The Jewish arts and culture nonprofit Reboot is celebrating Passover this year with an eco-friendly initiative called Plastover, and it’s highlighting the work of a Detroit artist while doing so. To coincide with the launch of the initiative — which is challenging people to eliminate single-use plastic during the eight days of Passover — the nonprofit has teamed up with the Museum of Contemporary Art Detroit to display a 20-foot-long installation called “At Our Table” by interdisciplinary artist Olivia Guterson.
With the theme of Plastover as her inspiration, Guterson used locally sourced and discarded single-use plastics to create a Passover table set for four socially-distance diners. “At Our Table,” Reboot officials say, spotlights issues related to convenience and throwaway culture and environmental responsibility during Passover, a time focused on joy and sacrifice.
“My inspiration was to engage people in a dialogue around identity, normality, and material culture,” says Guterson in a press release. She is a member of Reboot and is influenced by her upbringing in the Southwest and her Jewish and Black heritage. “The piece is a deep and personal investigation around how commodity and material culture impact and inform our sense of self, our perception of each other, and how we assign value to objects. In doing so, it allows us to question what we buy, preserve, and discard as a means of understanding who we are and the true price of convenience.”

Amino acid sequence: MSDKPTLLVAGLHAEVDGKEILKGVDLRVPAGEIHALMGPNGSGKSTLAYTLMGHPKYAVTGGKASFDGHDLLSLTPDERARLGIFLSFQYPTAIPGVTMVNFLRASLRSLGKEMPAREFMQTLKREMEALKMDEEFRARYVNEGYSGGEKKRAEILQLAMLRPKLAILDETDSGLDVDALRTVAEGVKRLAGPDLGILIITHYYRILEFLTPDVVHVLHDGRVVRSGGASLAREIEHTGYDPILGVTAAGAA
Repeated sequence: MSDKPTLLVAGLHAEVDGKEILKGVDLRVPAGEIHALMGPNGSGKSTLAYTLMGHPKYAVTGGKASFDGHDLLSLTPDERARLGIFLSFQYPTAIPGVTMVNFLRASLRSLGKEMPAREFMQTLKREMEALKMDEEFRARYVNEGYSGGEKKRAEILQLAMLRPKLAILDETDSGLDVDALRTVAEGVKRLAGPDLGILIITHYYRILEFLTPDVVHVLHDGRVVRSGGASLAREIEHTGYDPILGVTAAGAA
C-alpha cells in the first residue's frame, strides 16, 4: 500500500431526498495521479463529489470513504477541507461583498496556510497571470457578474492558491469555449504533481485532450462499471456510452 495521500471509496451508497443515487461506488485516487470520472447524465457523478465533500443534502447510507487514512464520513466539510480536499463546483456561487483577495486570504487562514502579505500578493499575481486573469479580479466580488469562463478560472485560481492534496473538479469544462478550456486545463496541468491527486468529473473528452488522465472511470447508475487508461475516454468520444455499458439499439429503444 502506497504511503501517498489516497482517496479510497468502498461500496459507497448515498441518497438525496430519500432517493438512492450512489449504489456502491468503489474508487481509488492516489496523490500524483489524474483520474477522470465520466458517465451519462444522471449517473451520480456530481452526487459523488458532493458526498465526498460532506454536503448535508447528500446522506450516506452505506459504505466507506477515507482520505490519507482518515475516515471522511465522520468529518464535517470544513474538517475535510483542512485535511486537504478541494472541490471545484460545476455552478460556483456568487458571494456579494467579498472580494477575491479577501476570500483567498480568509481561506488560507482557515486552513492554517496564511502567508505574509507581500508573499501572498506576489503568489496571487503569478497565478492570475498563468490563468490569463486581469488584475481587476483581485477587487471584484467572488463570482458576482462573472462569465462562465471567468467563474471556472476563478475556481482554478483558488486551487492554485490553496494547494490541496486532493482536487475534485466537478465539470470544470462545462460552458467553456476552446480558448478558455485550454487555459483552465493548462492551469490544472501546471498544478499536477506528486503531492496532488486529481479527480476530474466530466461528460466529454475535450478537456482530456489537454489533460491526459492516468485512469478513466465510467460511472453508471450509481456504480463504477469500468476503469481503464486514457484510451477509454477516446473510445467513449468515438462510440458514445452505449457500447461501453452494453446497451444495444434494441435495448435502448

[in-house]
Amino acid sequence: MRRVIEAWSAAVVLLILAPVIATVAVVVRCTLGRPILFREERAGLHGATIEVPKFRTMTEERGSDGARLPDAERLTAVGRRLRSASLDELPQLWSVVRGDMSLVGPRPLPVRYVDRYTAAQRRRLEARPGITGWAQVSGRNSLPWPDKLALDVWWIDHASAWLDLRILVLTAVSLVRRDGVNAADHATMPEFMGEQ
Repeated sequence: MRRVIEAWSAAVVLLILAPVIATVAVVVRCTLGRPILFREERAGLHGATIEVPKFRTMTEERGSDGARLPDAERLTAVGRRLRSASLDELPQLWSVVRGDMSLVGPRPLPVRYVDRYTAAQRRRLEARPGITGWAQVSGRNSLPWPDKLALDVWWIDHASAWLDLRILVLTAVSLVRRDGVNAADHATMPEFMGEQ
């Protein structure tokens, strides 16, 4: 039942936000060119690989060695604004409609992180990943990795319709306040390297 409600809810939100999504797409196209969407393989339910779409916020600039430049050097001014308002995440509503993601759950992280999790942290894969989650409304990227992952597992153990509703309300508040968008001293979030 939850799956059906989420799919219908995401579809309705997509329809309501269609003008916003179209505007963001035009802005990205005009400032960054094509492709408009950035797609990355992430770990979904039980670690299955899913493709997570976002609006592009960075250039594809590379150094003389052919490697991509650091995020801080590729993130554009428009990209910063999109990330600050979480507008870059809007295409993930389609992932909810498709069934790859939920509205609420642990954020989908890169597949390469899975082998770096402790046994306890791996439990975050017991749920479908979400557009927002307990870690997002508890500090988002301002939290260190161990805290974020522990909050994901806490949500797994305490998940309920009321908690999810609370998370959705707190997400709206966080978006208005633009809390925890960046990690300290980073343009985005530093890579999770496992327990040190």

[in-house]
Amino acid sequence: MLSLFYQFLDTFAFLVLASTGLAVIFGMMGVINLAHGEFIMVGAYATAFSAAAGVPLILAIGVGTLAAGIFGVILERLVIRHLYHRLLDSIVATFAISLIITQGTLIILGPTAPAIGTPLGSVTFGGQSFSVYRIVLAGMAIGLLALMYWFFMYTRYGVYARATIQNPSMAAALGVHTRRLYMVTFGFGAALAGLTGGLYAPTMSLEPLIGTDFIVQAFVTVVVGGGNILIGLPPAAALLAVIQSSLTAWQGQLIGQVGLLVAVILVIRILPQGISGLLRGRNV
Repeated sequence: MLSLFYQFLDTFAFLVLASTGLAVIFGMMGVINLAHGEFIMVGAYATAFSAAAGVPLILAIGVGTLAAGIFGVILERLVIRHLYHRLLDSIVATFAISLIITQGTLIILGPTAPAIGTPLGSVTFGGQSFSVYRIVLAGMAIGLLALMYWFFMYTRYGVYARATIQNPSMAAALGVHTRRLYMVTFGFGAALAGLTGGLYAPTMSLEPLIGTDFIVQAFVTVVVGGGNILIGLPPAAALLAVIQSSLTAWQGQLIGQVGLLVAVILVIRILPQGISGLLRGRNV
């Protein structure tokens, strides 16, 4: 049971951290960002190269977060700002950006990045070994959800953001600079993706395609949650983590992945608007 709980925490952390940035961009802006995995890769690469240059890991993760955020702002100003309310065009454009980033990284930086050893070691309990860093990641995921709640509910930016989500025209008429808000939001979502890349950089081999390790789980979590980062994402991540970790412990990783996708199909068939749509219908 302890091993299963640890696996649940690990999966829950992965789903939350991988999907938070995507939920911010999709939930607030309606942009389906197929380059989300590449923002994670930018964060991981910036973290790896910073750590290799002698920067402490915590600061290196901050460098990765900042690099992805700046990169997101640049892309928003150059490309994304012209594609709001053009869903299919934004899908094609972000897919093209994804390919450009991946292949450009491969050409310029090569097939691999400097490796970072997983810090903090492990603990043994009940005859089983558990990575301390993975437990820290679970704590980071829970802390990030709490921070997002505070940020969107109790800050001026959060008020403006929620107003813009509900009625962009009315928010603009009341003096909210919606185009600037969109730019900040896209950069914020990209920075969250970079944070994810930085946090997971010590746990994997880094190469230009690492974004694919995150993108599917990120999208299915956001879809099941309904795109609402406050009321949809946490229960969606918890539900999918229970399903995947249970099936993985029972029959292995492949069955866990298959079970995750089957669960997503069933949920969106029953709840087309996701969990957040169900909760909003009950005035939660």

Reboot was awarded a grant by Canvas, a Jewish arts and culture funding collaborative, to commission the work by Guterson as part of Canvas’ Dwelling in the Time of Plagues project. The project asked Jewish creatives to reinterpret the themes of Passover in response to what’s happening in the world today. Their art is displayed online at bycanvas.org and at museums in Baltimore, Boston, Charlotte, New York, Toronto, and of course, Detroit, where locals can view “At Our Table” from March 25 to April 5 outside MOCAD.
“MOCAD is excited to partner with Reboot to present the timely work of Detroit-based artist Olivia Guterson,” says Jova Lynne, Susanne Feld Hilberry senior curator at the museum, in a press release. “With this project, we hope that viewers will be activated in learning more about the rich history of Passover through the lens of contemporary art.”